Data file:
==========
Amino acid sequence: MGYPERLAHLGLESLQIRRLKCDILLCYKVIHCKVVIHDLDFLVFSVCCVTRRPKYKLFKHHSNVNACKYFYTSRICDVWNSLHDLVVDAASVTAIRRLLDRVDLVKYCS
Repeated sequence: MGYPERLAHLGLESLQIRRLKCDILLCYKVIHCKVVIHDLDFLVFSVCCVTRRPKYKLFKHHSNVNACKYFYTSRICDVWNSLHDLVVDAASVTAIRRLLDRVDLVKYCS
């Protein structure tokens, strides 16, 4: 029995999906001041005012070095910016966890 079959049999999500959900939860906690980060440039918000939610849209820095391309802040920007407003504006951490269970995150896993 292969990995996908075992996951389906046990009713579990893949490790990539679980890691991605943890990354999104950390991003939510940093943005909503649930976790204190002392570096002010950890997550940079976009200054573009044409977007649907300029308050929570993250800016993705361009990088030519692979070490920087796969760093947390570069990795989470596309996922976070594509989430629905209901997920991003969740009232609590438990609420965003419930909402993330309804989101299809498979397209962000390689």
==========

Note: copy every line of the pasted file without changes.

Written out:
Amino acid sequence: MGYPERLAHLGLESLQIRRLKCDILLCYKVIHCKVVIHDLDFLVFSVCCVTRRPKYKLFKHHSNVNACKYFYTSRICDVWNSLHDLVVDAASVTAIRRLLDRVDLVKYCS
Repeated sequence: MGYPERLAHLGLESLQIRRLKCDILLCYKVIHCKVVIHDLDFLVFSVCCVTRRPKYKLFKHHSNVNACKYFYTSRICDVWNSLHDLVVDAASVTAIRRLLDRVDLVKYCS
């Protein structure tokens, strides 16, 4: 029995999906001041005012070095910016966890 079959049999999500959900939860906690980060440039918000939610849209820095391309802040920007407003504006951490269970995150896993 292969990995996908075992996951389906046990009713579990893949490790990539679980890691991605943890990354999104950390991003939510940093943005909503649930976790204190002392570096002010950890997550940079976009200054573009044409977007649907300029308050929570993250800016993705361009990088030519692979070490920087796969760093947390570069990795989470596309996922976070594509989430629905209901997920991003969740009232609590438990609420965003419930909402993330309804989101299809498979397209962000390689």